“What cha doing?” Asked Scrimpy The Ass.

“Why we’re waiting on Time flying passed.”

“Well I never,” exclaimed Scrimpy. “Mind if I join you guys?”

And both Olivia and Herbert said they’d be delighted if Scrimpy joined them. So Scrimpy sat down and waited.

The whole time the three of them were talking about this and that, since it seemed Scrimpy was quite knowledgeable about this and that as well.

The afternoon grew old and it was time to go home, and since Olivia had such a great time with her new pals, Herbert and Scrimpy, she’d forgotten about waiting for Time to fly.

“Perhaps we can do this again next Saturday?” Asked Herbert.

And they all agreed that it sounded like a great plan and so that is what they did.

 

bobby stevenson 2015

 

 

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Waving At Trains

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Before we drifted into the dark times, long before then; when the sun still shone on human faces and made them smile – those years were the greatest days of our lives.

In later times we feasted on those cherished memories, hungering for stories and thoughts of back when life was a joy, an ecstasy even. Visitors would come and go from our little huts but not before they told a tale or two of the way life had been. We fed them, they told us stories.

Perhaps many of them lied, perhaps in the re-telling of the stories, they lost their core and became other things, richer things, things to hold and play with – stories that had lost their truths along the way but had started out as well-meaning.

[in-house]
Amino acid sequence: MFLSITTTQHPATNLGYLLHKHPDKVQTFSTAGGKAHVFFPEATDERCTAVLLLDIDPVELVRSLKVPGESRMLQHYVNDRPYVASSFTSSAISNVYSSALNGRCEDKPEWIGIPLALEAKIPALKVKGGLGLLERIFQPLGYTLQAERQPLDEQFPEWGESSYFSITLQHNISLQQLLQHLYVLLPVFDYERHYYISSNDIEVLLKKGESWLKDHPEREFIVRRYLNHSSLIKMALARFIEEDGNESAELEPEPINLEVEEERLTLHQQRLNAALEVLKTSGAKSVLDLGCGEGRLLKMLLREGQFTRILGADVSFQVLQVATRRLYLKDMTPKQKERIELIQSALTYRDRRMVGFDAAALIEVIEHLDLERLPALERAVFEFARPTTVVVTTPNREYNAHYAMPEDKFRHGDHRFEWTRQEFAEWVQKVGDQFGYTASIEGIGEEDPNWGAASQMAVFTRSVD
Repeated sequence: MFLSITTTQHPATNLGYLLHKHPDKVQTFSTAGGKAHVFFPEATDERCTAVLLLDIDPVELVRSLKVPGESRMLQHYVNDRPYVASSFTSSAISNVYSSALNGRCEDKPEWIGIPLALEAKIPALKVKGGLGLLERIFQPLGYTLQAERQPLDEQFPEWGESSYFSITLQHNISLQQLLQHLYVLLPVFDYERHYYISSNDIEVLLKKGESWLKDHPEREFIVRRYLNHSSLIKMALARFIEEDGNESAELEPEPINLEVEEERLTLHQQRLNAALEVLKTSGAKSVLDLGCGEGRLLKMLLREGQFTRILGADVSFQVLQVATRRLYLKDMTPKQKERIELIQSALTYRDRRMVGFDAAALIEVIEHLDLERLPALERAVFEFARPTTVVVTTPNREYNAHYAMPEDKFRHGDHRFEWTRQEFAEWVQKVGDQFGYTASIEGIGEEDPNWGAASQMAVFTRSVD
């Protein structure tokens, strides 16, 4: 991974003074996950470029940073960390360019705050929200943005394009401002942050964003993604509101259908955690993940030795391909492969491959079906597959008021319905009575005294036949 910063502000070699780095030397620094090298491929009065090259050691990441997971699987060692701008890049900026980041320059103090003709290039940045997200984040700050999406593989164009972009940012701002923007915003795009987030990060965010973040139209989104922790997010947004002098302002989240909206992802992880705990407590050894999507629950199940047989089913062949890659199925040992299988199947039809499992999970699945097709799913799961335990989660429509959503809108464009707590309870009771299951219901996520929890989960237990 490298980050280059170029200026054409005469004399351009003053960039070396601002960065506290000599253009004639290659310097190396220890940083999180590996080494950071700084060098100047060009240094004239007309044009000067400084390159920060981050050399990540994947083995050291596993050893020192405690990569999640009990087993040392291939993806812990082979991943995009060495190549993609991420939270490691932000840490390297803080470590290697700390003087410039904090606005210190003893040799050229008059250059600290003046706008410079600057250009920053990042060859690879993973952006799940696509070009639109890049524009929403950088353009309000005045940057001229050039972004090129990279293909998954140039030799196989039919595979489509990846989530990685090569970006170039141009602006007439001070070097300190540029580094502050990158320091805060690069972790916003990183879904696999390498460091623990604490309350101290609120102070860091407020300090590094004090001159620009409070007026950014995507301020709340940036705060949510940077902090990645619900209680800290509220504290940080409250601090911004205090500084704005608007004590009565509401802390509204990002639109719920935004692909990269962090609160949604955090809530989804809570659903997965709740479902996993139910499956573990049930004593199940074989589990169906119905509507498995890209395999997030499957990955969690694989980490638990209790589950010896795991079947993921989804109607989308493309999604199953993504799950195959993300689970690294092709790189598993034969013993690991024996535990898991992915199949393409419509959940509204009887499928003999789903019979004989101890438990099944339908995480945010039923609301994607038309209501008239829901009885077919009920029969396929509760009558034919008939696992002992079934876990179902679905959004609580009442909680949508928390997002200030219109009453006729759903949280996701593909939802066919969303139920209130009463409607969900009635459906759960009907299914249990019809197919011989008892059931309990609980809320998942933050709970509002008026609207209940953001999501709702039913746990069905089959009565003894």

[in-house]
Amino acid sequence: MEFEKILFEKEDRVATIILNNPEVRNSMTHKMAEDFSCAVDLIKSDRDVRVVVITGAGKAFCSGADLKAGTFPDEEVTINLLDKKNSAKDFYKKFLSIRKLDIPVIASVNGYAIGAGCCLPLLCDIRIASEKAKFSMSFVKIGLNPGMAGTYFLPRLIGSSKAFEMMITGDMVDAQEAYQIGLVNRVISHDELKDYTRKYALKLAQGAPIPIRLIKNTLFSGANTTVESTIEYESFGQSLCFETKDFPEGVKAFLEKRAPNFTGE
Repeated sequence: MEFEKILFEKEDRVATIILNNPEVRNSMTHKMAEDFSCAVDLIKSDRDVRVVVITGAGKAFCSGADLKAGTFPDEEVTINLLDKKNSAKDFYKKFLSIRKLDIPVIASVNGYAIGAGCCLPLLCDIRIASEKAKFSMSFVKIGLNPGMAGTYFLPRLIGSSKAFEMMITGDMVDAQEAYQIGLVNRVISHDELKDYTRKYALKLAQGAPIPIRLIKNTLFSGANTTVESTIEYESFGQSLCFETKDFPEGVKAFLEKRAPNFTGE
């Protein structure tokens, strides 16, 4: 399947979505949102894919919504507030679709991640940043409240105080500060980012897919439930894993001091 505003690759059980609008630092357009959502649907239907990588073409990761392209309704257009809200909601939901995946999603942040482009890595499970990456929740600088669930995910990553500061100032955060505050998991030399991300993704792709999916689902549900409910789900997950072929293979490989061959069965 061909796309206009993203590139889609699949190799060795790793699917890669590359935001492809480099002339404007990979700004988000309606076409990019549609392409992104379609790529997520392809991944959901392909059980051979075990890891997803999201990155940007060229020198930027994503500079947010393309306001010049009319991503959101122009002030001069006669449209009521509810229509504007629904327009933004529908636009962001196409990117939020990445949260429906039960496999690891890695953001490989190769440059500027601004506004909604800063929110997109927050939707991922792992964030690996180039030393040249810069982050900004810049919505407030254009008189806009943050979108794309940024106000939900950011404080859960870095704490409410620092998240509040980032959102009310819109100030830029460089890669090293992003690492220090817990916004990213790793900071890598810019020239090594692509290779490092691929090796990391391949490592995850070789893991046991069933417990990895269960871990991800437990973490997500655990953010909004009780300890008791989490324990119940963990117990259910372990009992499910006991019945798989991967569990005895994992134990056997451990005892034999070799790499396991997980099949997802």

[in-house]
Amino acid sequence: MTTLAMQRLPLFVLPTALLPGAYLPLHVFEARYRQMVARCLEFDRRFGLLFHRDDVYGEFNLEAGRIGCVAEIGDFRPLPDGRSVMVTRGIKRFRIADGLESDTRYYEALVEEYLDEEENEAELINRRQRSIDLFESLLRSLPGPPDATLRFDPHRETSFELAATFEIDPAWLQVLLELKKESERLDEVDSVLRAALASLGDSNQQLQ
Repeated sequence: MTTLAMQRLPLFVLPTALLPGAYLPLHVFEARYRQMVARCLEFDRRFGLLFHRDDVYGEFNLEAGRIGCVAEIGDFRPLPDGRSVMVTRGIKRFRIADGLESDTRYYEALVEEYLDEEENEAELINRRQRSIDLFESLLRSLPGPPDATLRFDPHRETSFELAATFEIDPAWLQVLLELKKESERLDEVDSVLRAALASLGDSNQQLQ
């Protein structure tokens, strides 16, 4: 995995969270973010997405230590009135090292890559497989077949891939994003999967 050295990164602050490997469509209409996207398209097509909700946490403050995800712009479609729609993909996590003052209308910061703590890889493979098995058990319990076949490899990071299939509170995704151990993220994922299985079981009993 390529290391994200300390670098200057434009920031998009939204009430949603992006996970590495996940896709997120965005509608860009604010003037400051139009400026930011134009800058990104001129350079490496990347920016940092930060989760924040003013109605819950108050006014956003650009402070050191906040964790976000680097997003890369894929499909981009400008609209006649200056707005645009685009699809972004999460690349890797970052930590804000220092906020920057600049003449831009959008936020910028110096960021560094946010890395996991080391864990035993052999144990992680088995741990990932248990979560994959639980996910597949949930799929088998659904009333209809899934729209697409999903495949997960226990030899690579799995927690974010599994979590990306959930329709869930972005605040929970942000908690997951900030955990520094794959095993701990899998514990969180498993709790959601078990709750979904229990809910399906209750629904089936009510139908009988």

We would sit around the fires and tell of the long gone times – and when one person mentioned the old days, like some chant or prayer, folks would repeat it – ”the old days,” they would say – like saying it often enough might bring those times back.

But they never would.

We never tired of hearing the same stories, and each time a little twist or change to the end would bring an appreciation around the group in the form of a murmur or a little laugh.

“Tell us the story of your railway family,” they would ask me.
And so, for the umpteenth time that month I would sit and tell them the story.

“My family lived by a railway track in an old house that had once belonged to a signalman. In the days before the darkness my father would sit out on the old wooden seat and wave as the trains passed. Before long my parents had children – me and my brother and three sisters, and each of us would join our father waving at the trains as they travelled by our house. He called us the ‘railway children’, just like the old book that had once stood on his shelf beside his bed.